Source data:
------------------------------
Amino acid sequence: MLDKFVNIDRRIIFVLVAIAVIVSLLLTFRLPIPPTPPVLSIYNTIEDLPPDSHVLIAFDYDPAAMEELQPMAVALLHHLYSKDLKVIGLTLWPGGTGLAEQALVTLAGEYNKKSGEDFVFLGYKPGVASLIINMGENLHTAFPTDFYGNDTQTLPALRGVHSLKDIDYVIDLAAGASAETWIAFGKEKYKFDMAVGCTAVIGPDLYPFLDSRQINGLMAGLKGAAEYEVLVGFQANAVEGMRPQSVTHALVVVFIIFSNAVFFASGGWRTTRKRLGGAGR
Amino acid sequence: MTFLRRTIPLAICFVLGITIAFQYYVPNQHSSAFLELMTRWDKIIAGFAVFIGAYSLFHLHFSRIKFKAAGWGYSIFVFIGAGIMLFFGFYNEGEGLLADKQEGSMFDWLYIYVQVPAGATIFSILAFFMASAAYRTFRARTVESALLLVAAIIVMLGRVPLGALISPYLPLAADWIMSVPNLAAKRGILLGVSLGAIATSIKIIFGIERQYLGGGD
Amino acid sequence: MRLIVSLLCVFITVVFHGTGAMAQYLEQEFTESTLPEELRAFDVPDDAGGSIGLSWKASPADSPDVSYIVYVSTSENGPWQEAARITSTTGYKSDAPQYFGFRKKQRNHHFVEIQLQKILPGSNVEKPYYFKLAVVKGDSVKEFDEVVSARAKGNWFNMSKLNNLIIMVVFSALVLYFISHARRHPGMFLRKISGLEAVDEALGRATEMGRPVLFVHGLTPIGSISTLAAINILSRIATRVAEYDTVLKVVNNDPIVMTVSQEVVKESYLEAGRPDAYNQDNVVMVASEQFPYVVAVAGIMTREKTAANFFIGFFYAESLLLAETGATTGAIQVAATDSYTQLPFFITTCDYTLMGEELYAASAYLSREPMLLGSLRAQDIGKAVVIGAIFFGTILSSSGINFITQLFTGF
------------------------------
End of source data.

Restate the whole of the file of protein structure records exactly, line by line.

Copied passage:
Amino acid sequence: MLDKFVNIDRRIIFVLVAIAVIVSLLLTFRLPIPPTPPVLSIYNTIEDLPPDSHVLIAFDYDPAAMEELQPMAVALLHHLYSKDLKVIGLTLWPGGTGLAEQALVTLAGEYNKKSGEDFVFLGYKPGVASLIINMGENLHTAFPTDFYGNDTQTLPALRGVHSLKDIDYVIDLAAGASAETWIAFGKEKYKFDMAVGCTAVIGPDLYPFLDSRQINGLMAGLKGAAEYEVLVGFQANAVEGMRPQSVTHALVVVFIIFSNAVFFASGGWRTTRKRLGGAGR
Amino acid sequence: MTFLRRTIPLAICFVLGITIAFQYYVPNQHSSAFLELMTRWDKIIAGFAVFIGAYSLFHLHFSRIKFKAAGWGYSIFVFIGAGIMLFFGFYNEGEGLLADKQEGSMFDWLYIYVQVPAGATIFSILAFFMASAAYRTFRARTVESALLLVAAIIVMLGRVPLGALISPYLPLAADWIMSVPNLAAKRGILLGVSLGAIATSIKIIFGIERQYLGGGD
Amino acid sequence: MRLIVSLLCVFITVVFHGTGAMAQYLEQEFTESTLPEELRAFDVPDDAGGSIGLSWKASPADSPDVSYIVYVSTSENGPWQEAARITSTTGYKSDAPQYFGFRKKQRNHHFVEIQLQKILPGSNVEKPYYFKLAVVKGDSVKEFDEVVSARAKGNWFNMSKLNNLIIMVVFSALVLYFISHARRHPGMFLRKISGLEAVDEALGRATEMGRPVLFVHGLTPIGSISTLAAINILSRIATRVAEYDTVLKVVNNDPIVMTVSQEVVKESYLEAGRPDAYNQDNVVMVASEQFPYVVAVAGIMTREKTAANFFIGFFYAESLLLAETGATTGAIQVAATDSYTQLPFFITTCDYTLMGEELYAASAYLSREPMLLGSLRAQDIGKAVVIGAIFFGTILSSSGINFITQLFTGF